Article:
Only 3 wellness checks from the cops

Philip Morgan

Hey! I hope you're doing well, surviving (hopefully thriving during) a very "interesting" 2020. I had a good 2 weeks of staycation/writing retreat. I'm grateful only 3 of you phoned 911 to have the cops do wellness checks on me (kidding; 1 person wrote to ask if I was OK. Thank you!). This book project is kicking my ass, so I switched gears a bit and went for the smaller win to build momentum. I spent about 4 full days writing Specializing and Positioning an Independent Consulting Business: /specializing-and-positioning-an-independent-consulting-business/ It's a comprehensive guide on how to specialize/position an independent consulting business. It's a brand marketing gift. If it provides value, that value will come from its relevance to the intended audience and the generosity of intent and effort that went into writing it. If it spreads, it will be because it's good enough to spread by word of mouth. If it creates impact, there won't be an opt-in gate between you and that potential impact. And if it helps me build moment and focus to get this book done, it'll be because the guide is a miniature scale model of the book's structure and content. That'll be helpful because I found myself getting lost in the wild garden of the book's content, so creating what is essentially a condensed version of the core of the book might be a good beachhead. The guide is a ~45-minute read, and again, you can find it here: /specializing-and-positioning-an-independent-consulting-business/

Events of Note

There is a Venn diagram overlap between two things: 1) I want to get my hours in practicing live talks and 2) I need to build out the free public curriculum for The Expertise Incubator. There's a half-assed, half-done TEI curriculum here, but I have a vision for something better. My vision for the TEI curriculum is based heavily on this: They published live talks as curriculum; why can't I? It's a pandemic year, so IRL talks aren't an option, but I've got the equipment and bandwidth to do it online, and so I will. I'm starting a talk series where each week (Thur or Fri) I'll deliver a lesson from the TEI curriculum. I'll get that started mid-September, but in the meantime you can see the schedule of events here: From that page, you can either RSVP or simply add reminders to your calendar without registering for anything. The talks will be streamed to Twitch and YouTube, and you can pepper me with questions during them via chat. Most of you will ignore or not attend these. Ultimately, being ignored is the worst thing that can happed to marketing, but in the very short term when you're building new skill, practicing publicly in a low stakes environment can be good. A Twitch channel with a few people watching and a fewer brave souls chatting is just such a low stakes environment. Eventually, when the rest of you realize you're missing out on free world-class education and inspiration, you'll join in.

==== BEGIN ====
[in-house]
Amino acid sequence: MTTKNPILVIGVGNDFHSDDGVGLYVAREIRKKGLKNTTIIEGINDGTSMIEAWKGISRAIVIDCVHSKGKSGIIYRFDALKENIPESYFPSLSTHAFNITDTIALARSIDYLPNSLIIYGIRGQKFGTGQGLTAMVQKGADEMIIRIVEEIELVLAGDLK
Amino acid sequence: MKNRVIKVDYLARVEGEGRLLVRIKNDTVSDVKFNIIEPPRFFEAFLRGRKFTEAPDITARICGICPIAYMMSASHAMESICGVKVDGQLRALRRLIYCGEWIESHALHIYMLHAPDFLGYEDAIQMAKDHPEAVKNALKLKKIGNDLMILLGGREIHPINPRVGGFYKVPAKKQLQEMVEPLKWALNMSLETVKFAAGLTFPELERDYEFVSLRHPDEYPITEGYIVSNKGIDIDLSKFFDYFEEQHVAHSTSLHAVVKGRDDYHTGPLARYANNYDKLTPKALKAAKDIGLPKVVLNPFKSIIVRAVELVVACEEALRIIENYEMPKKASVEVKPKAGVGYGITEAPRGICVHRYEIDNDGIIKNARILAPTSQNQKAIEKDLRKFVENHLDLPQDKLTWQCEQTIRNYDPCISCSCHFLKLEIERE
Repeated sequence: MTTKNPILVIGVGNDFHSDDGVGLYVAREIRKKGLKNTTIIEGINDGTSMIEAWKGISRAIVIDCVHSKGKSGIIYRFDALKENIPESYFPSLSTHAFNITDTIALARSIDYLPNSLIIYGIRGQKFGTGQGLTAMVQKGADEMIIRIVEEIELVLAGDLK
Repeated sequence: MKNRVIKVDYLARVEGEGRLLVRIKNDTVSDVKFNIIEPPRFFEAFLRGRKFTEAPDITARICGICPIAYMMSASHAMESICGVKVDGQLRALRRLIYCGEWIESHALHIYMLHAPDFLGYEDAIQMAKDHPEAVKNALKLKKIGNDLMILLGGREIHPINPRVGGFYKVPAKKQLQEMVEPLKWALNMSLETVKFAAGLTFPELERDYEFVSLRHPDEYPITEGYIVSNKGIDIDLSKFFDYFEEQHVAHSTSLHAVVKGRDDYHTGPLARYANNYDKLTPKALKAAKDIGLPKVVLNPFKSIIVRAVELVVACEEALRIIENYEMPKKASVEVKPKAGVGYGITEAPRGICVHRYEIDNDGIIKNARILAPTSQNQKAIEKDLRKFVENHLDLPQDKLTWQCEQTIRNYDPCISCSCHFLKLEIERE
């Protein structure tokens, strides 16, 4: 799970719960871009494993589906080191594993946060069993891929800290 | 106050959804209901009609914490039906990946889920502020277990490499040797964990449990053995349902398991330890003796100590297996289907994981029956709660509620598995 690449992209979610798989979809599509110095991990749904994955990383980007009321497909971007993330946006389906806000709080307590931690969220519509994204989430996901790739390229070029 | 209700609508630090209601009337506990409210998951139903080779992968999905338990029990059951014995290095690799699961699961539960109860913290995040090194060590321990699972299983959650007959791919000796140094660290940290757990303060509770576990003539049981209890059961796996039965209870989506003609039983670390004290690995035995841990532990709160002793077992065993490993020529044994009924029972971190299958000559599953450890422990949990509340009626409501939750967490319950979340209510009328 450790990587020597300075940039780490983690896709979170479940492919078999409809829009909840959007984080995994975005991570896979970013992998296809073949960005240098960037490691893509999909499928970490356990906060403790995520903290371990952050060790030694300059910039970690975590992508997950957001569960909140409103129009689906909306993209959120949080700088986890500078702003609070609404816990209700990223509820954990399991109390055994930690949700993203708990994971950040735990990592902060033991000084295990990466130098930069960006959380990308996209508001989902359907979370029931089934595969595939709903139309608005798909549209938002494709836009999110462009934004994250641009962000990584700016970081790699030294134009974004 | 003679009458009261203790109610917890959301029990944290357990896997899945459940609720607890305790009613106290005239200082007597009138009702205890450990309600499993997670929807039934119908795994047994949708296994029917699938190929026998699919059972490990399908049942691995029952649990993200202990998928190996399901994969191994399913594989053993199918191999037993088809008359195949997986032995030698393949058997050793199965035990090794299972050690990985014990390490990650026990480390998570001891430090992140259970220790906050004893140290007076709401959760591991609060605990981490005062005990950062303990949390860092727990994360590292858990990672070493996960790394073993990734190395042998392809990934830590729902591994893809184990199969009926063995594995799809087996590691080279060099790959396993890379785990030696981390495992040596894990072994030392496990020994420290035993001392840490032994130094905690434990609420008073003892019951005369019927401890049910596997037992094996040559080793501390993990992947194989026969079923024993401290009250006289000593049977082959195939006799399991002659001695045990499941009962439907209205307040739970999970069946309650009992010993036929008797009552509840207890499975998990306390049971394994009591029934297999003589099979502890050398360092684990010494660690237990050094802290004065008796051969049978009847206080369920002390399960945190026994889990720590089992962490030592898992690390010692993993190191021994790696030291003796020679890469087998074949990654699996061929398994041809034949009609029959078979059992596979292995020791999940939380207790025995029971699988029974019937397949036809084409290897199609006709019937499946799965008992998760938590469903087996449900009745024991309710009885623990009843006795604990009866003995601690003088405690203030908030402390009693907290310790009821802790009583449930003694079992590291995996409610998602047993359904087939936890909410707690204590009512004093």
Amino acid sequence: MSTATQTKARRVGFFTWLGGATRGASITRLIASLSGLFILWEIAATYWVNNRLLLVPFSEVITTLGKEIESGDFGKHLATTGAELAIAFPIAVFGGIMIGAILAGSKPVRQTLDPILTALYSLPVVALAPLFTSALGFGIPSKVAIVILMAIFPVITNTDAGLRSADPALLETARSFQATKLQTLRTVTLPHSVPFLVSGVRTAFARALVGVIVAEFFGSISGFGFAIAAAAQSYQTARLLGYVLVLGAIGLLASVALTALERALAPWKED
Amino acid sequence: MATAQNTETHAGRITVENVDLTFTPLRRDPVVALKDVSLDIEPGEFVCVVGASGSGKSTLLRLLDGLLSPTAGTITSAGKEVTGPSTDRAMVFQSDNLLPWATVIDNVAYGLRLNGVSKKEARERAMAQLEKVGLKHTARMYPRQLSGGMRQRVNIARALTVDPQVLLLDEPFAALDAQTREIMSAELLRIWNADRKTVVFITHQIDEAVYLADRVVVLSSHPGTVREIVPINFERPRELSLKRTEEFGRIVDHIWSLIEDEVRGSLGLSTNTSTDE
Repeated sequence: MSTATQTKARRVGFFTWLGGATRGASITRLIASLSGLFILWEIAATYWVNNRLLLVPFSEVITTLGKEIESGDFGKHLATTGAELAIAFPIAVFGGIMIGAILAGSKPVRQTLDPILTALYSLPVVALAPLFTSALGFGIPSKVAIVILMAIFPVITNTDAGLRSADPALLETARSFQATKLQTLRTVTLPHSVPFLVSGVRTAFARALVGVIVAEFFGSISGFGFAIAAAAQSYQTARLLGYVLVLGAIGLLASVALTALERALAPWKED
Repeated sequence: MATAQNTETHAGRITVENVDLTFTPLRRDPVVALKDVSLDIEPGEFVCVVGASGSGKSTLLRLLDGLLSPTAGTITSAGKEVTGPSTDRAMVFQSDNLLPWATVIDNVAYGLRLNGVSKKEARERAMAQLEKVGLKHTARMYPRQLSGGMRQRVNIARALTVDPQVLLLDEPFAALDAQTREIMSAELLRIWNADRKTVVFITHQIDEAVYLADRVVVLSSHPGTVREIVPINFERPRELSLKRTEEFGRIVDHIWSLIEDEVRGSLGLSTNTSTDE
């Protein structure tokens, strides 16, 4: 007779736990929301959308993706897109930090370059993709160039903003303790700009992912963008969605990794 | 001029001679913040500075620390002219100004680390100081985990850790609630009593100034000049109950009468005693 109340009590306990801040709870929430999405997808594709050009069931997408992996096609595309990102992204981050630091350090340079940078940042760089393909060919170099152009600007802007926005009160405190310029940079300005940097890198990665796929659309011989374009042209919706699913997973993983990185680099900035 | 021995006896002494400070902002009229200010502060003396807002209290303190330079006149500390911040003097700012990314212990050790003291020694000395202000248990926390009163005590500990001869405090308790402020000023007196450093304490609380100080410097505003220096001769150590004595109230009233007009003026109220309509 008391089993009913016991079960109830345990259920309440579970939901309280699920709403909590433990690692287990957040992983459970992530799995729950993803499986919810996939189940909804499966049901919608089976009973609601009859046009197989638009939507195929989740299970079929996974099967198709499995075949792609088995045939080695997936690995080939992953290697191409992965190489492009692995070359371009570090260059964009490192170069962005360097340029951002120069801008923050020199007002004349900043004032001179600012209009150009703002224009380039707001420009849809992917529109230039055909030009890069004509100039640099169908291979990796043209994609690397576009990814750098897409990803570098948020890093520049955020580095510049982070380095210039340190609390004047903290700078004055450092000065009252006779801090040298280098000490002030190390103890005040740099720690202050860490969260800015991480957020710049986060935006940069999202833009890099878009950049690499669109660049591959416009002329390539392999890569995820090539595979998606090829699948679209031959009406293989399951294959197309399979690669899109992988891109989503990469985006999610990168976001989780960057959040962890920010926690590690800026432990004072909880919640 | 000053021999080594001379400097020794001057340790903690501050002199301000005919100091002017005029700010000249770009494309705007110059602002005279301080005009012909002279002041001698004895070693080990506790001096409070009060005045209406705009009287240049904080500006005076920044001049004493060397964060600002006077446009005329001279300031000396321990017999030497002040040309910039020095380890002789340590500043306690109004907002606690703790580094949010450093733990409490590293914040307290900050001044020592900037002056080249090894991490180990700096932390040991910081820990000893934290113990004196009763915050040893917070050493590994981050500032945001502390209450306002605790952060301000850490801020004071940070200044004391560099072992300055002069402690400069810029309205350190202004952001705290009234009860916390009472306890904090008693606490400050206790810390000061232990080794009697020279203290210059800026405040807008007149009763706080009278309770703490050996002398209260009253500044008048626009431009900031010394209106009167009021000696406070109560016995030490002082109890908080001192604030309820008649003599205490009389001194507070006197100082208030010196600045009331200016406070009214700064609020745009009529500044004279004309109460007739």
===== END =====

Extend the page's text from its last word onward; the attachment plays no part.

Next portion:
Don't be a square. ;) Again, that schedule of events: I'll end with an answer to a client question.

A Q&A that might be relevant to those who provide positioning advice

Q: Do you think asking questions and letting the client figure out the positioning is better than offering it as a service and doing it yourself? My A: Context: I believe the hardest part of specializing in a way that allows you to build up a great market position is the emotional part of it, not the strategy part of it. Many of us run businesses that were born in the cradle of scarcity, and so we naturally resist things that seem like they could reduce our opportunity or variety. And if our businesses weren't born in the cradle of scarcity, they have spent some significant period of time in a desert of scarcity, which leaves the same "mark" on our thinking and behavior. I believe that specializing makes life easier in the way that going on a restrictive diet makes life easier for someone with heart disease: short term not-fun, but without the restriction, there may not be a long term for that person to enjoy. A tow truck driver was giving me a ride once. He used to work at Medtronics in the department that makes stents. He told me that way over 50% of cardiac patients will not change their lifestyle, even after a potentially-deadly heart issue like a heart attack or stroke. My takeaway from this and many other experiences: change that involves short-term discomfort is difficult for most of us humans. Many of us will resist it at the cost of our own lives. My thoughts on your question:

  1. The client has to WANT it. :) They have to want the results of specialization.
  2. It's not enough to just want it, they need to understand the process and what it will involve so that they are not surprised by normal parts of the process or discouraged by normal features of the landscape they are journeying through.

If those two things are in place, then you can use a variety of methods to help your clients successfully specialize. You can operate with a heavy or light touch, you can do it for them or facilitate them doing it themselves, or anything in between. A famous consultant told me in an interview I will publish one of these days that maybe 40% of his clients heed his advice and are successful as a result. That should tell you that the advice — and the way it's given — matters a lot less than the person receiving it. They have to want it. Unfortunately, just because any of us has been hired as an advisor doesn't mean our client actually wants to do the work of change. (The clients who do want to do that work make it all worth it. :) ) I'm not saying the clients you mentioned don't want it, but that is the place I'd begin diagnosing the issue. It could be your process, but it could be their motivation, level of education about the process, or something else related to them. -P